Join Lonzell Watson for an in-depth discussion in this video Understanding the audio meters, part of Final Cut Express 4 Essential Training.
The Audio Meter is essentially an audio monitoring device that allows you to…see where your audio levels are hitting. Watch as I play the sequence. …(Music plays in background.) You can see the levels going up and down …in the VU meter, and if you look closely in…the Timeline, you can see that its movement follows the ebbs and flows of the…audio waveform.…For most editors, you want to keep your audio around negative 12 decibels.…If you are hitting zero on this digital scale, you are probably in the red and…are starting to hear you audio distort. The actual mixing of the sound does not…occur in this audio meter, but it's a great way to keep your eye on the audio to…make sure it's in optimal range.…
Now, that you have got a chance to look around the Final Cut Express interface,…it's time to discuss some options on how you can better customize your own…personal workspace.…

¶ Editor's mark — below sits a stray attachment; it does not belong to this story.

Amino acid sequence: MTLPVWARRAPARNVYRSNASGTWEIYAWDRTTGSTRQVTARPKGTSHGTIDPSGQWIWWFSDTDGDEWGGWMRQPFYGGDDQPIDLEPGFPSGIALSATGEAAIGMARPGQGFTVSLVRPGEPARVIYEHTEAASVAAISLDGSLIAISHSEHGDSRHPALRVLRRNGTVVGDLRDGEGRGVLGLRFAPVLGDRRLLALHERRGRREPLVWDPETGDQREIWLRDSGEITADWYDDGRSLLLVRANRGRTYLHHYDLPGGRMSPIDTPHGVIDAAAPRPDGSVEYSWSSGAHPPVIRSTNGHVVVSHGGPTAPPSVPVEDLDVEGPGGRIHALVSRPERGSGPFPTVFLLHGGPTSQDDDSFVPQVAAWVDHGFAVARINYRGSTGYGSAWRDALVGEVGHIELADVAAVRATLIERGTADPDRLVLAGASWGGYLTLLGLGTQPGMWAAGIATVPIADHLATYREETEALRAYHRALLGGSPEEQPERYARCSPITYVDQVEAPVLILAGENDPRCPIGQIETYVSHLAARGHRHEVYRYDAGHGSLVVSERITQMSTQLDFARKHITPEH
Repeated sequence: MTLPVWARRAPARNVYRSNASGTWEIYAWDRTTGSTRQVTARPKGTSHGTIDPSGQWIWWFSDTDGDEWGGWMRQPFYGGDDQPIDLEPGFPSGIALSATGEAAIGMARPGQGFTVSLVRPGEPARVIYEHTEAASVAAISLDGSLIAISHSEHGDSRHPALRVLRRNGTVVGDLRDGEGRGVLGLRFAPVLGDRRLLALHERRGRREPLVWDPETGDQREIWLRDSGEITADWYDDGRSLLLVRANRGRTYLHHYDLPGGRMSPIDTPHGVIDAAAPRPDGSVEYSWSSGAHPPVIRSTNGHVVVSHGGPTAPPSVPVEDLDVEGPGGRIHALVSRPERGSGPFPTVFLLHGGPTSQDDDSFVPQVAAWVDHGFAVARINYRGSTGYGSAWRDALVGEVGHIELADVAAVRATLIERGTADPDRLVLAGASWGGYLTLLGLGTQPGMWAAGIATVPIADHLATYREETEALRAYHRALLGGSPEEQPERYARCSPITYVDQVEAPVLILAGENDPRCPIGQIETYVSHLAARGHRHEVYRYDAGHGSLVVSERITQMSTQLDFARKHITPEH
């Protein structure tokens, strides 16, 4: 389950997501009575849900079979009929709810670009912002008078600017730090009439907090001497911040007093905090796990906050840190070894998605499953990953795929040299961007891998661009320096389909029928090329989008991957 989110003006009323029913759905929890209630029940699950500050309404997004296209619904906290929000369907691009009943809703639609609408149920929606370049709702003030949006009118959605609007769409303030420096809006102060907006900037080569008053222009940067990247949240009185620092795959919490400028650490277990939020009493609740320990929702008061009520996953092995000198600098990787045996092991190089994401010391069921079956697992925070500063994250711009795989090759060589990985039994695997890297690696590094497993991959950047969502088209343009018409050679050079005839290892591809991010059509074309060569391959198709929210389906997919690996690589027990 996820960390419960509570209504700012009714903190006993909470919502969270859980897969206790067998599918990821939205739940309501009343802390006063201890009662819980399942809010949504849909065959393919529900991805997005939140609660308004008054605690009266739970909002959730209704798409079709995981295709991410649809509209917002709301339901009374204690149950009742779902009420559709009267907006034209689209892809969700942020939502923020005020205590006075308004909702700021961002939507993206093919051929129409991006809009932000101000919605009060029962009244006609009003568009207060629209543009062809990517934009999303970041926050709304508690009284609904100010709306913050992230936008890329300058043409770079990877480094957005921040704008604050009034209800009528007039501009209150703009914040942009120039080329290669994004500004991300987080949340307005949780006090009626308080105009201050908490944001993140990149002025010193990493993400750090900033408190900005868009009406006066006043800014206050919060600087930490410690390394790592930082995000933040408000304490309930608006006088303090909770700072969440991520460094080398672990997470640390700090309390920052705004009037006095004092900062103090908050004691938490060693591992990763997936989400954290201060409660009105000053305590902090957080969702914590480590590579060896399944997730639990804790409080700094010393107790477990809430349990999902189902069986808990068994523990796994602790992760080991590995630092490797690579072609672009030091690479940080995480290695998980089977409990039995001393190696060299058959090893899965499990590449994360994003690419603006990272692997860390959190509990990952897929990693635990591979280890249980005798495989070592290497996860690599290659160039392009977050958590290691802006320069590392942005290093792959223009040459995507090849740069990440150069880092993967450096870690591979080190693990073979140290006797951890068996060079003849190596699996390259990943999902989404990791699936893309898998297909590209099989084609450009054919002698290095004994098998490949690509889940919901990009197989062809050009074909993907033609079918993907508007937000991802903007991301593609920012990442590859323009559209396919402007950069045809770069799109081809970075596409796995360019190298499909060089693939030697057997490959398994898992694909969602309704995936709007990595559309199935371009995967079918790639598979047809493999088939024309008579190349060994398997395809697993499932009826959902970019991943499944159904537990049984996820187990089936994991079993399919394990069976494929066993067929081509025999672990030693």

- Adjusting the workspace and preferences for any video creator
- Bringing content in from outside sources, including tape, photos, and iMovie '08 projects
- Creating a story through storyboarding, editing with audio cues, and setting transitions
- Understanding the difference between Final Cut Express and Final Cut Pro
- Using LiveType 2 to create engaging titles and credit rolls
- Performing background replacements with chroma keying
- Creating effects with FX plug-ins
Skill Level Beginner
Q: After changing the Mac OS X Expose keys to dashes as instructed in the tutorial, the Expose keys -F9, F10, and F11- retain their Expose functions and override the Final Cut keyboard shortcuts. Why have the keys kept their original functions?
A: After setting the Expose Settings to dashes, go into the Mac OS X System Preferences and choose Keyboard. Once there, click on the Keyboard tab, then click to check the box "Use all F1, F2, etc. keys as standard function keys.” This should release F9, F10, and F11 from their Expose functions and allow them to be uses as editing keys in Final Cut.
1. Getting Started with Final Cut Express
2. Understanding the Interface
3. Importing Footage
4. Putting the Story Together
5. Fine-Tuning the Edits
6. Editing the Audio
7. Adding Video Transitions
Adjusting video transitions5m 27s
8. Correcting Color
9. Creating Effects
10. Adding Titles
11. Delivering the Story
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